Harvard is allowed to keep slave photos

The American University of Harvard does not have to hand over famous photographs of two slaves to a woman who says she is descended from the photographed persons. A judge ruled that the woman cannot claim the photographs.

Bet are two of the first photographs ever taken of American slaves. They are daguerreotypes taken in 1850 by enslaved Renty and his daughter Delia. Both were photographed bared from different angles on behalf of a Harvard professor because he wanted to prove that the white race was superior to the black.

Tamara Lanier got to know the photos when she did pedigree research on her family. According to her, she‘s a descendant of Renty, whom she affectionately calls Papa Renty. According to her records, Renty was abducted from Congo around 1800 and grew up as a slave in South Carolina.

She started a lawsuit because Renty was forced to cooperate with the photos and Harvard would only treat the images as research material. โ€œIt was a humiliating act that had to prove that he was inferior,โ€ Lanier explained her point of view.

She also blames the university for still making money on the images. She therefore demanded that the photos be handed over to her and wanted compensation.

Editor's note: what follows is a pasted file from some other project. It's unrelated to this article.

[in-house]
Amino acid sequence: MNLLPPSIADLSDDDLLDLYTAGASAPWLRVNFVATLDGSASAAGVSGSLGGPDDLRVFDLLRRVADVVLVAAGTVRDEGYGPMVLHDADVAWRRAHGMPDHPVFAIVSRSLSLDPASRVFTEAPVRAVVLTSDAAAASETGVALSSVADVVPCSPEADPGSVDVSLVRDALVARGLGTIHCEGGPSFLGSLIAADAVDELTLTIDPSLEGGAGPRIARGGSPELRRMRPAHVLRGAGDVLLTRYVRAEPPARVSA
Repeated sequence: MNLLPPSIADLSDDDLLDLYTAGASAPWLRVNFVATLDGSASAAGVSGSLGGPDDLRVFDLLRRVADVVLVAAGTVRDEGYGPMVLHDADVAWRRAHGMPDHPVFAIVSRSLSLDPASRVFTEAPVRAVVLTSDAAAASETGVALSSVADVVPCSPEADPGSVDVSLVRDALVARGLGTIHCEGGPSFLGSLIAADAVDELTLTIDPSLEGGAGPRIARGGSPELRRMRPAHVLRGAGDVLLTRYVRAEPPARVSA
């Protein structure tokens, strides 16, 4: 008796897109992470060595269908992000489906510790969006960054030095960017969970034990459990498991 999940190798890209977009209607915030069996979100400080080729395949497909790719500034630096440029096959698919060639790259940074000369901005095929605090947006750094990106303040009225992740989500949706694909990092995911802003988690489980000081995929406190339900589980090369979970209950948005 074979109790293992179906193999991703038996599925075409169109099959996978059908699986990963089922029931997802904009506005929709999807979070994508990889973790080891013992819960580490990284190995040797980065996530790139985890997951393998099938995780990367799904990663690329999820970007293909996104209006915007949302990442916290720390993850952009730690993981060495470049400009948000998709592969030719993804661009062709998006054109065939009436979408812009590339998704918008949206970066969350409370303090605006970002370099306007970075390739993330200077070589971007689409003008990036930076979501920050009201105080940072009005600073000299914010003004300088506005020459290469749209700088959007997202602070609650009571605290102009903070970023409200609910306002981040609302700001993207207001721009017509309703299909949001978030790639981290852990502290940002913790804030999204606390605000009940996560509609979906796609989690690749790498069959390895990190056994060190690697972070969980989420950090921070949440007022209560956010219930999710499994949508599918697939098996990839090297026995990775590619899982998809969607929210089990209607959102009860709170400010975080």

Powerful visual charge

The judge acknowledged that the case is sensitive and called the images โ€œa powerful visual charge of the horrific slavery system,โ€ but could not go along with the demand. In the US, portrait rights lie with the photographer, not with the person depicted. In addition, the case has already been stamped.

Lanier calls the verdict disappointing but not unexpected. She’s planning to appeal. Her lawyer wants a verdict of principle from the highest judge, because, according to him, this is not a regular case about portrait law. โ€œIf every photograph had been taken in this way – forced and undressed as part of a repulsive study – then portrait rights would have been arranged differently.โ€

Harvard says in a comment to find the best place for the photos, โ€œso that they become available to a wide audience and the stories of the depicted enslaved ones can be toldโ€.